Background - Radiofrequency ablation (RFA) of ventricular tachycardia (VT) can fail because of inaccessibility to the VT substrate. Transarterial coronary ethanol ablation can be effective but entails arterial instrumentation risk. We hypothesized that retrograde coronary venous ethanol ablation can be an alternative bail-out approach to failed VT RFA. Methods and Results - Out of 334 consecutive patients undergoing VT/premature ventricular contraction ablation, 7 patients underwent retrograde coronary venous ethanol ablation. Six out of 7 patients had failed RFA attempts (including epicardial in 3). Coronary venogram-guided venous mapping was performed using a 4F quadripolar catheter or an alligator-clip-connected angioplasty wire. Targeted veins included those with early presystolic potentials and pace-maps matching VT/premature ventricular contraction. An angioplasty balloon (1.5-2×6 mm) was used to deliver 1 to 4 cc of 98% ethanol into a septal branch of the anterior interventricular vein in 5 patients with left ventricular summit VT, a septal branch of the middle cardiac vein, and a posterolateral coronary vein (n=1 each). The clinical VT was successfully ablated acutely in all patients. There were no complications of retrograde coronary venous ethanol ablation, but 1 patient developed pericardial and pleural effusion attributed to pericardial instrumentation. On follow-up of 590±722 days, VT recurred in 4 out of 7 patients, 3 of whom were successfully reablated with RFA. Conclusions - Retrograde coronary venous ethanol ablation is safe and feasible as a bail-out approach to failed VT RFA, particularly those originating from the left ventricular summit.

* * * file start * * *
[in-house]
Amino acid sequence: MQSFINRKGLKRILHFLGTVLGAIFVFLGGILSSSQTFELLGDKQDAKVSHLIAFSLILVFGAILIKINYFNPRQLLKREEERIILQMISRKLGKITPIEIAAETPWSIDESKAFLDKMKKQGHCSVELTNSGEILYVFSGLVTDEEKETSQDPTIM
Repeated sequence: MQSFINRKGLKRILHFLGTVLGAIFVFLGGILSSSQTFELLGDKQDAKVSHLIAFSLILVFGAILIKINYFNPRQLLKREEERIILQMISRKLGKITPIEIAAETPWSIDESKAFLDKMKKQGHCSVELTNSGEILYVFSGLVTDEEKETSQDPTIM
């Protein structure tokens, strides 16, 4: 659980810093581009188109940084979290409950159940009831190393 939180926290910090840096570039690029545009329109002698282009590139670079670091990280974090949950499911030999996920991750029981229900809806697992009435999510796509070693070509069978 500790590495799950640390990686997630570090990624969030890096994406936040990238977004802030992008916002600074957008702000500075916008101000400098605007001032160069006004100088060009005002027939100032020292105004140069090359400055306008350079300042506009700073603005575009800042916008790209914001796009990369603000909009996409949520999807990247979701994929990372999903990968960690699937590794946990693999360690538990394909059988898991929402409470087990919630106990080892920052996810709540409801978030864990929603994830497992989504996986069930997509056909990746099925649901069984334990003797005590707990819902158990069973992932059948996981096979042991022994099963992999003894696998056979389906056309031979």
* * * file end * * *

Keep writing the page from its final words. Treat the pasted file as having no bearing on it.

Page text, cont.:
- LV summit
- catheter ablation
- premature ventricular contractions
- tachycardia, ventricular
ASJC Scopus subject areas
- Cardiology and Cardiovascular Medicine
- Physiology (medical)